Finding the right film location – With financing and casting process out of the way, the real hard work begins–making a movie. If you did not get an opportunity to read my interview with Jocelyn Towne, actress and, now, first-time indie film director,feelfree to check it out. I am currentlyIn the process of creating a series of posts, as it relates to the independent filmmaking industry; to include updates from the film I AM I, and briefly discussing Jocelyn Towne’s dual role as director and actress in the film I AM I.
What I hope to gain by documenting this process:
- Develop a working knowledge of the indie filmmaking process.
- Provide in-depth information on the indie film industry from an ‘outsider’ perspective.
- Sate my curiosity regarding the inner workings of independent film.
- Educate readers on a few of the inner aspects of the independent filmmaking process. And,
- Develop an open discussion on the importance of independent filmmaking as an extension of the artistic creative process.
In all, this will be a personal, and educational process I have set out for myself for the love of independent film and its artists.
The production company that will be behind the film I AM I. Present Pictures is a Los Angeles-based feature film and television production company formed by Jennifer Dubin and Cora Olson, and was established in 2006, and is behind the film The Babysitters (2007) with John Leguizamo (Vanishing on 7th Street), Cynthia Nixon (Sex in the City), and Katherine Waterston. Along with the film Good Dick (2008) starring Jason Ritter and Marianna Palka, Marianna, with whom I had the honor to interview with.
The importance of scouting for filming locations
The location is one of the many important aspects of filming, just as finding the right actors to portray a role, and just as important as the choice of music used in the film. Finding an easily accessible location is not enough–securing permissions to shoot a film would prove disastrous if location permits remain are not obtained. In a recent update for the film I AM I, Jocelyn and members of the production team were scouting for locations to shoot the movie, as it’s important to do so. Once the site has been chosen, sorting out legalities as soon as possible is of considerable importance–securing the rights to the film at these locations. Even if a movie is filmed in a public place, a permit for filming is still needed. If your movie is being filmed on private property, a location release, and a shooting permit is needed as well.
If you are shooting your film in front of a building, as it normally appears, then you do not need to have permission to film there (in the US). If you need access to other parts of the building, on the interior—perhaps, permission from the building owner or manager is required. It is good practice to obtain any permission agreements and be sure to have those documents available, just in case, for reference. If any trade names or building signage exists in these locations, always be sure you have obtained permissions from the right person.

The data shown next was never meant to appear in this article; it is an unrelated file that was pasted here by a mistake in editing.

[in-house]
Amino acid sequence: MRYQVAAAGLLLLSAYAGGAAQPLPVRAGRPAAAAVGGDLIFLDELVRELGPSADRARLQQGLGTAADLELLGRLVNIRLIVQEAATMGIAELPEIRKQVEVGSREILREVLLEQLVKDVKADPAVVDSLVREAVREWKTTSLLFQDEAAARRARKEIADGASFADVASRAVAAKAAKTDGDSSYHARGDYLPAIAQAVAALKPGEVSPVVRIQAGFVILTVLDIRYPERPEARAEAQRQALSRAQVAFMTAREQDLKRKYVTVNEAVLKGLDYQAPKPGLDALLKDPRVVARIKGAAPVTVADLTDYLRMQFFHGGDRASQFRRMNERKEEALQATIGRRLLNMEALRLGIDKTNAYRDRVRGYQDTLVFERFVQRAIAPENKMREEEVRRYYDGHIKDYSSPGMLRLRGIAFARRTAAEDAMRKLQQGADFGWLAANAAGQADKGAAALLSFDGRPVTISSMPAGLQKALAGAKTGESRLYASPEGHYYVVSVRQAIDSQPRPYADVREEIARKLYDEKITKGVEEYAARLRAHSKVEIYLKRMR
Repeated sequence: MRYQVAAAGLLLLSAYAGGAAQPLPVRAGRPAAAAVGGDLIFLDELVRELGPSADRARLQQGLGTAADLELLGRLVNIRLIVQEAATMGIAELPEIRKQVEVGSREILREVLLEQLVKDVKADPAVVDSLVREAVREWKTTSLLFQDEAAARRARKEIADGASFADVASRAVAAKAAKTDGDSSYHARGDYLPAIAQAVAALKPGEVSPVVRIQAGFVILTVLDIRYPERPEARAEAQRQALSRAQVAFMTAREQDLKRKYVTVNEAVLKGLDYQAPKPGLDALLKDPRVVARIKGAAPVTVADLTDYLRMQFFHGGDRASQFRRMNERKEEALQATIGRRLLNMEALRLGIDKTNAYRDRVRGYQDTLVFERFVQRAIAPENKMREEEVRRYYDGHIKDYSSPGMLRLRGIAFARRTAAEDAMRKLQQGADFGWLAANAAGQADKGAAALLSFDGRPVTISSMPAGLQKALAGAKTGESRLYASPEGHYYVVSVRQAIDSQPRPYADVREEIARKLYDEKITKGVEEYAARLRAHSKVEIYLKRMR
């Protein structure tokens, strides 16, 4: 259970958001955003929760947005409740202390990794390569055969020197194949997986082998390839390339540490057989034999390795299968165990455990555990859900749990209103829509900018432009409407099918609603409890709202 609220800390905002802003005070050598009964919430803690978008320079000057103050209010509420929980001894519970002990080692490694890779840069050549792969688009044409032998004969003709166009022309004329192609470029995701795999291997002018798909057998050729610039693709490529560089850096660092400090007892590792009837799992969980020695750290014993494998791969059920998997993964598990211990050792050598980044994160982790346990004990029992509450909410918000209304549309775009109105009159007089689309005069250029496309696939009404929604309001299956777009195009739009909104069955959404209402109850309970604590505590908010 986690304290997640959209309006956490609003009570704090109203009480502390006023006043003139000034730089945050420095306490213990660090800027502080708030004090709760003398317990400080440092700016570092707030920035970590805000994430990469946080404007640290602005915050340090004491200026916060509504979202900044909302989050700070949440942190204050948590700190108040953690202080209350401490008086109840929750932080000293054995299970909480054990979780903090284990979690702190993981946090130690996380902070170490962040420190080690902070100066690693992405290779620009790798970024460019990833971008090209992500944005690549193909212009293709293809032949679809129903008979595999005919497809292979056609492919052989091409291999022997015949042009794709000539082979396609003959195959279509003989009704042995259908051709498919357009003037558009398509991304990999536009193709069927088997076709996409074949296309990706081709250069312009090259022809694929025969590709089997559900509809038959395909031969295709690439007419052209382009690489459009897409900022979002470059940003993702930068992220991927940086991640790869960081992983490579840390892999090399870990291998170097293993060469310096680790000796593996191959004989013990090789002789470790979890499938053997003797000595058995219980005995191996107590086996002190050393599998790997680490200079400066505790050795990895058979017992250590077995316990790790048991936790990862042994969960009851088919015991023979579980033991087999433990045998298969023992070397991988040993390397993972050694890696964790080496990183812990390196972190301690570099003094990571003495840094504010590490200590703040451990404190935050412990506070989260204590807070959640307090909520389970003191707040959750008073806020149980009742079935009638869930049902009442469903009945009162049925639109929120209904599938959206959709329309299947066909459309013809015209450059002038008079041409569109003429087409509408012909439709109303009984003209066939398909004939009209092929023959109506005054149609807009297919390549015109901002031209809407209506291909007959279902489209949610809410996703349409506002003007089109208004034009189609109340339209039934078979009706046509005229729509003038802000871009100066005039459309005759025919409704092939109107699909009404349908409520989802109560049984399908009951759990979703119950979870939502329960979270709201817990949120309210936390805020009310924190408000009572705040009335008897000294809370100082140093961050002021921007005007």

Filming at a selected location or filming at a studio?
Deciding which location to film can be just as important as the film itself. Especially if you are operating on an indie budget. Location filming should be the preferred choice over filming at a studio, due to costs. Filming on location is cheaper, rather than filming on a largely constructed set. Again, a film would be more believable, should it be filmed in a natural environment. You can use your apartment for a film set, the local park, or your everyday convenience store for scenes. However, the disadvantages to this are multifaceted, as there is typically no control of the environment (traffic, unscripted discussions, noise levels, etc.) Depending on the size of the scene, it may be more expensive to shoot a film on location. There are always great benefits to filming on location, just as there are hindrances to filming on location.
Location for scene believability
Considering the potential impact location and settings have on a movie, it is imperative to find the right location, environment, and setting—all critical to a film’s believability and success. A film’s location is the most important and active aspect in filming. The video viewer will appreciate visually pouring over the scene details and becoming immersed within the film. For example, take in a scene from the movie adaptation of Nicholas Spark’s novel The Notebook:
When Noah takes Allie out canoeing, white geese covered the surface of the pond, and as Noah navigated their way among the Cyprus trees; they were happy. It was just beginning to rain when their moods changed and Allie became angry—angry because she believed that Noah never wrote to her like he promised her that he would—she tells Noah it was over, but then, he reaches, pulls Allie into his arms and…well, this scene is probably one of the most memorable scenes ever filmed. Its impact and believability weighed heavily on the location where this scene was shot.
Overall, a strong sense of film location is as important as setting a strong acting presence on-screen. A location is a significant visual enhancement for a movie total causative effects. The actors, location, and cinematography—transcends into the emotive feedback experienced while watching what transpires on the big screen. Choosing a filming location could be the single, most powerful, and persuasive, affect in movies.
For more on Jocelyn Towne and to offer your support for the indie film I AM I, please visit her website.
Image credit: Jocelyn Towne and IMDB
Source: Callif, L. A. , & Donaldson, M. C. (2010).[easyazon-link asin=”1616320443″ locale=”us”]The American Bar Association’s Legal Guide to Independent Filmmaking[/easyazon-link]. Chicago, Ill: American Bar Association.